|IMO number|| |
|Call sign|| |
|Construction number|| |
|Length overall|| |
|Year of construction|| |
|Year of renaming/broken up|| |
|Service for Shell|| |
1955 to 1972
|11/13/2016 - 17:24||Frederick Williamson||
MY FIRST SHIP ON LEAVING SCHOOL WAS THE VIBEX. MY JOB WAS CABIN BOY I WAS 16YEARS OLD AT THE TIME .1961-1962. WE RAN AGROUND IN QUEBEC NOVA SCOTIA IN ST LAWRENCE RIVER.WE ABANDONED SHIP AND WERE TAKEN TO CHATEU FONTANAC IN QUEBEC, CANADA. SHE WAS A GREAT SHIP TO SAIL IN AT THAT TIME.SPENT 11 MONTHS ON THIS TRIP TO PERSIAN GULF, AUSTRALIA, SUEZ CANAL AND PANAMA. AS A YOUNG LAD AT THE TIME THE SIGNIFICANCE OF THE SUEZ WOULD NOT HAVE ENTERED MY HEAD AS IT WAS MY FIRST SHIP AND I WAS LEARNING THE ROPES LITERALLY.ANY PICTURES WOULD BE GREATLY APPRECIATED. SIGNED ON AT SMITHS DOCK NORTH SHIELDS GREAT TIME WILL ALWAYS REMEMBER THE VIBEX GREAT LOOKING SHIP.
|09/19/2013 - 23:42||Roy Rodwell||
she (vibex)always had a nasty habit of blacking out after leaving the maracibo lakes on route to rotterdam
|08/10/2013 - 19:14||Richard Tomlinson||
On the 3rd April 1966, when passing through the Torres Straight, with the pilot on board, the Master, Captain Booth informed me of his intention to cross Gannet Passage. As the vessel was turning she grounded on a ridge. We lowered an anchor and waited for the tide to rise. After an hour and three quarters the ship began to move and the anchor was weighed and we continued east through Torres straight.
|03/07/2012 - 23:13||Thomas P. Hughes||
June 1970. Departed Durban for Arabian Gulf. En-route, one boiler failed due salt water contamination. Second boiler subsequently failed. Intermittent power. Emg Geni failed. Oil lamps displayed at night. Sleeping on monkey island. for a period, the fully loaded 'Mactra' stood by, and manouvered herself so as strategically place herself to protect us from approaching traffic. Difted past Socotra and eventually limped towards Ras al Hadd where Smit Lloyd 19 took us on tow into Bandar Abbas bay. Re-tubed both boilers lying at anchor deadship. Loaded at Mina al Ahmadi for Buenos Aires, limping past Capetpwn and across South Atlantic. Lightered in Rio de la Plata for BA. Entered Montevideo for further repairs. Curacao then to continue trading.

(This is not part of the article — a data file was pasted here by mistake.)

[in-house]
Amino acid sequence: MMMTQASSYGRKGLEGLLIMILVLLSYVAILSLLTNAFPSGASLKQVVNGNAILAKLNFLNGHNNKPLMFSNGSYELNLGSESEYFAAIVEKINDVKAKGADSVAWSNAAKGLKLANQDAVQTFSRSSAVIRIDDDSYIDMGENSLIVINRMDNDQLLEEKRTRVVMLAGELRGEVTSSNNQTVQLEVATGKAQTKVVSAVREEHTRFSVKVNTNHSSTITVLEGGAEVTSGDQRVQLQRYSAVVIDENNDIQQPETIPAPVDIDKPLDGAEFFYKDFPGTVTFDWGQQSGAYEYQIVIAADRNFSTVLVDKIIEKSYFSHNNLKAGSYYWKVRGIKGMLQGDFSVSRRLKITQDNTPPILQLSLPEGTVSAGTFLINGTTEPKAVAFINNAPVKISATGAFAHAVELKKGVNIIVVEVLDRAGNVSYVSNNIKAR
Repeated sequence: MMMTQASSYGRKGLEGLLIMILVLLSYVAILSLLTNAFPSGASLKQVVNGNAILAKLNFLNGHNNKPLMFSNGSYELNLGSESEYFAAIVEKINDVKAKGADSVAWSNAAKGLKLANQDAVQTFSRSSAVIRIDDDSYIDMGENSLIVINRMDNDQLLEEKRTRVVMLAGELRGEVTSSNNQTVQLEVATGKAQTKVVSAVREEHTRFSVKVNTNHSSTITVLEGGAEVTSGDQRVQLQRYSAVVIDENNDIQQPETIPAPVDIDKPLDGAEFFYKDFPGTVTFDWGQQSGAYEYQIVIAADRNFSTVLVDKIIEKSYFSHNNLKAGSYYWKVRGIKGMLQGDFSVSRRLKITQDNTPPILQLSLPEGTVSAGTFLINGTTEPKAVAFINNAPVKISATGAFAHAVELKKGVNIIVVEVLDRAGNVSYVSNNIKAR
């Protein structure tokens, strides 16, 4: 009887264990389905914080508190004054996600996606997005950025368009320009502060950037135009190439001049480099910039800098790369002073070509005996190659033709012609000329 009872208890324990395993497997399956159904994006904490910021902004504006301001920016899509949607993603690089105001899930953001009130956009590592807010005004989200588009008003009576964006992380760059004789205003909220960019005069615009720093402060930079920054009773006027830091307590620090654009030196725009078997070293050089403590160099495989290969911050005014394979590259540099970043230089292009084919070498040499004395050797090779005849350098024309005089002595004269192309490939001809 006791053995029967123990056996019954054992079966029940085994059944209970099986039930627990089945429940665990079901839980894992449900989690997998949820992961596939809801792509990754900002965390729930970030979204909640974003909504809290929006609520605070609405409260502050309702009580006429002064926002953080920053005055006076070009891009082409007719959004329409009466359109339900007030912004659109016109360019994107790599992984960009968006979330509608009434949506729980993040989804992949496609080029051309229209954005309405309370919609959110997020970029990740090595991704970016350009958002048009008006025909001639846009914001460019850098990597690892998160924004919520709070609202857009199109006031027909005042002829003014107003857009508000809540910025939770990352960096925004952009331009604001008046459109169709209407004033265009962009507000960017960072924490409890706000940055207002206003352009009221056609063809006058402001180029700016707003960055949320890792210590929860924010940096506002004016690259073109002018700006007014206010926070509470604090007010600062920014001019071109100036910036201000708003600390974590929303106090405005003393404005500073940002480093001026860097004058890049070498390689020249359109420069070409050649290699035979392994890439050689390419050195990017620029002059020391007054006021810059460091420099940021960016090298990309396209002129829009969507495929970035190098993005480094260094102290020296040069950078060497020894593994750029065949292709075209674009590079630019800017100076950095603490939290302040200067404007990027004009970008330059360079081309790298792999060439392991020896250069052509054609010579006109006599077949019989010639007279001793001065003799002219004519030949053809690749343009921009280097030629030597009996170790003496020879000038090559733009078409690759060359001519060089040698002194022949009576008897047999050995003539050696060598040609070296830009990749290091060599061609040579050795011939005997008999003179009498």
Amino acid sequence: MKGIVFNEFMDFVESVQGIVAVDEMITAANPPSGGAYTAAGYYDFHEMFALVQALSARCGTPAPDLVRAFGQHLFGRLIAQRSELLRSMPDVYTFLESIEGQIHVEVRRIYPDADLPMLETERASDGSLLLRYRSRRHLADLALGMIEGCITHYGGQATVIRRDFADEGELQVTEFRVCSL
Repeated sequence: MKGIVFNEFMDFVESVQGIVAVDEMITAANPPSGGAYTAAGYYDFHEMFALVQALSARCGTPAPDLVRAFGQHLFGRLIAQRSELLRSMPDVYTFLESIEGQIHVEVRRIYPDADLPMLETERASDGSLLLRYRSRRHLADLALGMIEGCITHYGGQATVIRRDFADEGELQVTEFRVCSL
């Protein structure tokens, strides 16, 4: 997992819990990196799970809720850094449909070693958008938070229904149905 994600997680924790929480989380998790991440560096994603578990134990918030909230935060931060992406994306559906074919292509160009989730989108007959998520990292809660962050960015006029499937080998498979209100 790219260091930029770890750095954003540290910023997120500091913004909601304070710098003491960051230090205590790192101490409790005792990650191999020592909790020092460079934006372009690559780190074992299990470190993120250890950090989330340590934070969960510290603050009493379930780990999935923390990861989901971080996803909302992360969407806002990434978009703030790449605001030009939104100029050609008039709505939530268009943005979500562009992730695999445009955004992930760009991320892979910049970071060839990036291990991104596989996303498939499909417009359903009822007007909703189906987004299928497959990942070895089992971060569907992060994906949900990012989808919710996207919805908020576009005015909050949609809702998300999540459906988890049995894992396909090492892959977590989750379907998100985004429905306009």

|12/06/2009 - 11:02||Bernard Reynolds||
The Vibex was my first ship which I joined at Eastham (Stanlow)January 1957, the Suez crisis was in full swing so we had to go to the Gulf via the Cape. On the return voyage we stopped off Falmouth and picked up the cricket commentator Brian Johnston and a sound recordest. BBC radio were doing a program about British tankers sailing round the Cape. My cabin mate who joined with me (can't remember his name)had his violin with him. Brian Johnston had him play a tune, unfortunately there were only two stings left on it. When we heared the program on the radio his last note was way off key. Brian Johston says "and on that note we now go down to the galley". We heard later that the chap's mother had complained to Shell about her son giving a recital on two strings. We had a good laugh about it.
|10/10/2009 - 00:43||Frank Kneebone||
Yes Capt Ham signed my dischage book North Shields 4/12/59
|09/04/2009 - 00:11||Mervyn Ham||
My late father, Capt Herbert Ham, was a master mariner with the shell fleet. He retired in 1962 but I remember him saying he served on the Vibex - also the vexilla I believe. Can anyone confirm? Thanks